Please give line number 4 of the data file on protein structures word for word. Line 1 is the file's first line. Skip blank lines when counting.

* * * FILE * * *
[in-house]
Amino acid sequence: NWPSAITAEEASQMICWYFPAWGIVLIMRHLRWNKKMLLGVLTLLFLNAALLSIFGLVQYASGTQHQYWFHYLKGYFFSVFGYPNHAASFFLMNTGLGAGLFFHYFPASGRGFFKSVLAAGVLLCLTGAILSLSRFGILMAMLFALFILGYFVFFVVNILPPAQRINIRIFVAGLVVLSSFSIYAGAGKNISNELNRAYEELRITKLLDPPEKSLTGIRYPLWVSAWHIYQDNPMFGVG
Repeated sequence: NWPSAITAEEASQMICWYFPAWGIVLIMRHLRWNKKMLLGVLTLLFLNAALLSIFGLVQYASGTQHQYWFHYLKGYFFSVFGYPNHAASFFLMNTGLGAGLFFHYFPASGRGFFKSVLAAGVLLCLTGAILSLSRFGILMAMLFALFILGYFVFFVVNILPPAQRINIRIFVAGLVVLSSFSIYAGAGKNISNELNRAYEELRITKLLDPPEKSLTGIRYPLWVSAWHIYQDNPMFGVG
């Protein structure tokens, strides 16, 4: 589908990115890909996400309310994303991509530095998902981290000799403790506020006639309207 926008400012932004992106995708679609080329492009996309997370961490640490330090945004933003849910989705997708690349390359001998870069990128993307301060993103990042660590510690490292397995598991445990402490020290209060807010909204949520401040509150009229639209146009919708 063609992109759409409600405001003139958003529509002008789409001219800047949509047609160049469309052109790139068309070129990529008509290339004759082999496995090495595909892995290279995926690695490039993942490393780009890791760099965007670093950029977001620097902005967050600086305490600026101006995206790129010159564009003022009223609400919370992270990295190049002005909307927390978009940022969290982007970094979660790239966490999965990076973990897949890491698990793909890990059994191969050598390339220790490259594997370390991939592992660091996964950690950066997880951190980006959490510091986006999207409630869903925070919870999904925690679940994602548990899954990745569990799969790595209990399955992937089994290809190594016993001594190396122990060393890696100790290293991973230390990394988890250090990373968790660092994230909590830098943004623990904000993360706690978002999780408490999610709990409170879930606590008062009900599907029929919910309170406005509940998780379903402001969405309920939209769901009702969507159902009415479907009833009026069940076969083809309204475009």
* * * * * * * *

């Protein structure tokens, strides 16, 4: 589908990115890909996400309310994303991509530095998902981290000799403790506020006639309207 926008400012932004992106995708679609080329492009996309997370961490640490330090945004933003849910989705997708690349390359001998870069990128993307301060993103990042660590510690490292397995598991445990402490020290209060807010909204949520401040509150009229639209146009919708 063609992109759409409600405001003139958003529509002008789409001219800047949509047609160049469309052109790139068309070129990529008509290339004759082999496995090495595909892995290279995926690695490039993942490393780009890791760099965007670093950029977001620097902005967050600086305490600026101006995206790129010159564009003022009223609400919370992270990295190049002005909307927390978009940022969290982007970094979660790239966490999965990076973990897949890491698990793909890990059994191969050598390339220790490259594997370390991939592992660091996964950690950066997880951190980006959490510091986006999207409630869903925070919870999904925690679940994602548990899954990745569990799969790595209990399955992937089994290809190594016993001594190396122990060393890696100790290293991973230390990394988890250090990373968790660092994230909590830098943004623990904000993360706690978002999780408490999610709990409170879930606590008062009900599907029929919910309170406005509940998780379903402001969405309920939209769901009702969507159902009415479907009833009026069940076969083809309204475009």